English and Welsh fans were licking their lips when the two teams were drawn together in Group B at Euro 2016.
England’s disappointing draw with Russia followed by Wales’ victory over Slovakia as well as comments from both sides means the game has taken on an extra level of importance.
With a plethora of talent on display from both sides, we look at the key battles to see where the game can be won or lost..
Cahill & Smalling v Bale
This is arguably the most crucial battle of the entire game with the world’s most expensive player Gareth Bale looking to continue where he left off on Saturday, but can the defensive duo of Gary Cahill and Chris Smalling shut him out?
Much has been made of England’s defensive frailties, so to come up against such a talent in Bale so early will be a clear indication as to whether these two have what it takes to help England go far in the competition.
The ability of the Welshman is evident, it’s up to Cahill and Smalling to nullify the Real Madrid man. I would suspect Hodgson will tell his players whoever is closest to Bale, shut down instantly, don’t allow him to have the time and space to pick the ball up and run at the England defence.
If you shut Bale out, do you shut Wales out? Not quite but he has a huge bearing on how well this team plays being the talisman and go to man when Wales need someone.
The pairing of Cahill and Smalling looked solid throughout on Saturday evening, although lapses of concentration won’t be allowed on Thursday with Bale lurking. The duo will have to be solid throughout otherwise it could be a long afternoon in Lens.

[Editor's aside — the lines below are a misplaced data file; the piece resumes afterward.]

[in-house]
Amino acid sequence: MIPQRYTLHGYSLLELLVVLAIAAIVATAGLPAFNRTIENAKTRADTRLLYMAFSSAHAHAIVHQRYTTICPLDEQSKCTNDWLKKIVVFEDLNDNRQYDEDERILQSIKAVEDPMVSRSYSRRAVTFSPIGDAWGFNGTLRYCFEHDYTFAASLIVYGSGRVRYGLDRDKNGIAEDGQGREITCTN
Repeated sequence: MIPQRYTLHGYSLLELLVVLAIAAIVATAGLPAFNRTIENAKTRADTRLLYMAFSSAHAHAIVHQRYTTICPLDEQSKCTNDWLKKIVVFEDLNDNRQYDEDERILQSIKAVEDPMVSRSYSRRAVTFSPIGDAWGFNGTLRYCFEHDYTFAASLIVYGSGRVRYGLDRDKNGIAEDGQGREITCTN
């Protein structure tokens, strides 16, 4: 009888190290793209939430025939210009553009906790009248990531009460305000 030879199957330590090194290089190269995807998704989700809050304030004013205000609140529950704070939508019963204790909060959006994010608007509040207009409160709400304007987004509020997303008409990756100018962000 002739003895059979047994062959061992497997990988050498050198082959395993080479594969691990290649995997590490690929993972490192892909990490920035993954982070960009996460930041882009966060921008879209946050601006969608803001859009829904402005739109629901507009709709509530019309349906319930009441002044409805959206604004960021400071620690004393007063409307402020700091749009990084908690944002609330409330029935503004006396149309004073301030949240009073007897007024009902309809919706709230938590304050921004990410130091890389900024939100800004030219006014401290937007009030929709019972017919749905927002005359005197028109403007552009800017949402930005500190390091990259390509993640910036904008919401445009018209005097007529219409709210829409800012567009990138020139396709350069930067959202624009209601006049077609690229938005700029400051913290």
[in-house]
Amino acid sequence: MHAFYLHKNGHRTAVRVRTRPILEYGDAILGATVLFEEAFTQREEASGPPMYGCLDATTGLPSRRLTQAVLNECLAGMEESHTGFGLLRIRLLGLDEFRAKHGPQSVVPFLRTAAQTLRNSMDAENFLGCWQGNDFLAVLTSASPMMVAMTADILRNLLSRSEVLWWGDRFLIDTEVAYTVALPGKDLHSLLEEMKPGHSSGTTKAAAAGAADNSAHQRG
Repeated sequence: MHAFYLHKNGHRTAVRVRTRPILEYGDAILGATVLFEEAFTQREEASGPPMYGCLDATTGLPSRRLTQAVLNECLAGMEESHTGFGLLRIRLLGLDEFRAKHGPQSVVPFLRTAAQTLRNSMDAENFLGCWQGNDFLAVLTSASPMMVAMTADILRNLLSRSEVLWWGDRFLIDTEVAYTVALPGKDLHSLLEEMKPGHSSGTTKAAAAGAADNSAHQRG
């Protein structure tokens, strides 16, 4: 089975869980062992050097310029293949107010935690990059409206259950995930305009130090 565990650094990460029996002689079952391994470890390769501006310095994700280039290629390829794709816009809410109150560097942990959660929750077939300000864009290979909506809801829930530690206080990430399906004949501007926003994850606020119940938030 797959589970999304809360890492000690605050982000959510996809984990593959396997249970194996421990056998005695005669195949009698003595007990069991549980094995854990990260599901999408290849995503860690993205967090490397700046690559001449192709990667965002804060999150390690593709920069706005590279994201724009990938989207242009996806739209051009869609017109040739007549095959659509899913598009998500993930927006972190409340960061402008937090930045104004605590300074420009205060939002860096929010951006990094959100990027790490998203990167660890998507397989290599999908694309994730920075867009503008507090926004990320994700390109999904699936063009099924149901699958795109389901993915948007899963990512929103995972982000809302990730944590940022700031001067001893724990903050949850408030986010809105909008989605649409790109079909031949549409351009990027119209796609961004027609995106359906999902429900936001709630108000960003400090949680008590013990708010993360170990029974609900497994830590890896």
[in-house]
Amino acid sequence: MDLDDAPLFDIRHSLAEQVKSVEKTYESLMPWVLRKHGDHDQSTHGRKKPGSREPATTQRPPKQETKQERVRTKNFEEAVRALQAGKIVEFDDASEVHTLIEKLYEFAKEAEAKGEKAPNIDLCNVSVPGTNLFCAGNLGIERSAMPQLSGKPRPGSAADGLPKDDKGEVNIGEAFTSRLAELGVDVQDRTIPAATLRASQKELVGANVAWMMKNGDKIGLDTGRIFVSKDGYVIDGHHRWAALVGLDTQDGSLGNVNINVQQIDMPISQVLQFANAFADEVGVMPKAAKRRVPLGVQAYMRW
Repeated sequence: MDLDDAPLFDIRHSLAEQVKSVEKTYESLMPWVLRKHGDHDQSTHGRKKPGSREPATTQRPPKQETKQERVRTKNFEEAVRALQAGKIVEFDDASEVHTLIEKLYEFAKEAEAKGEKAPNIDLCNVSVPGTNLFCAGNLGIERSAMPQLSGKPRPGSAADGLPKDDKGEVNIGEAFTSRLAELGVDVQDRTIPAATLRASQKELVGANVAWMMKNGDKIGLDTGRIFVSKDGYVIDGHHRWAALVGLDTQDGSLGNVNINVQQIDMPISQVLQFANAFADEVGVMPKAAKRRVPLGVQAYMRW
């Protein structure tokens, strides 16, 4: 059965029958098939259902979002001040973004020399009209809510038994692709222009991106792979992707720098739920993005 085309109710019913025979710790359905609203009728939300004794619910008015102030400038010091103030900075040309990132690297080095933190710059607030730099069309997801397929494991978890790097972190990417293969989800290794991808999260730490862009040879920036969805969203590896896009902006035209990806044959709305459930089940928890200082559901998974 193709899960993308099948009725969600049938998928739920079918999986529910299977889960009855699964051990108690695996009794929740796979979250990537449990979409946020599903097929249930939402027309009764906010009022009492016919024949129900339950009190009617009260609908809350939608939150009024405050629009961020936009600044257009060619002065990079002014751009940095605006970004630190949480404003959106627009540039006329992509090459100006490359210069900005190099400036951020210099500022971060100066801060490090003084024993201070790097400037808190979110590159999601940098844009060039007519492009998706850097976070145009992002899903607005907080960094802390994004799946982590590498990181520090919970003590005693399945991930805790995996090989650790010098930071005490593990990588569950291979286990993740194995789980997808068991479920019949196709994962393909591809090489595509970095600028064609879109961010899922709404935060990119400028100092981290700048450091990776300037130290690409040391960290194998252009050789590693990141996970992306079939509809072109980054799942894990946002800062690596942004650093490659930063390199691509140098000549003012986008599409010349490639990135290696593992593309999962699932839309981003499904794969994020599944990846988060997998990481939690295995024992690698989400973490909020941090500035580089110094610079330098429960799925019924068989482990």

Kane v Williams
It was a quiet evening in Marseille on Saturday for Harry Kane who failed to make the impact many had expected, especially after the season the Tottenham frontman had.
The 22 year-old seemed isolated throughout with no one able to support him when he very rarely did find possession, if he had a tough night on Saturday he’ll no doubt be expecting another on Thursday coming up against a familiar face in Swansea City’s Ashley Williams. The Wales captain was outstanding in their opener, marshalling the back line and he’ll be motivated once again to keep Kane out.
Kane was one of the players to suffer criticism after England’s draw with Russia, so will be under extra pressure to find the back of the net against the Welsh to keep his place in the side.
Despite his phenomenal record this year, one of the few teams Kane failed to score against was Williams’ Swansea City, making their individual battle all the more interesting.
Rose & Walker v Wales’ back three
Chris Coleman’s set up his side with a back three in the opening game against Slovakia with Ben Davies and James Chester either side of captain Williams. Whilst it does have its positives as you’re still able to maintain five in midfield, as well as two upfront, it has it’s flaws and the flaws are where England could potentially win the game.
Three at the back leaves you somewhat exposed in the wide areas, no doubt Chris Gunter and Neil Taylor will sit and make it a back five if under pressure, however with the speed of England’s forward players in Raheem Sterling, Deli Alli, Jamie Vardy and co, Wales’ backline seem susceptible to a good counter attack and any space Wales leave will be exploited.
This will give Tottenham full backs Danny Rose and Kyle Walker, who had exceptional seasons under the guidance of Maurcio Pochettino, the impetus to get forward and spark quick breaks. The pair certainly added a different dimension to his side going forward and they’ll have a huge role in making the most of that space.
We saw a glimpse of what both players can do in Marseille, can they deliver when England need it most?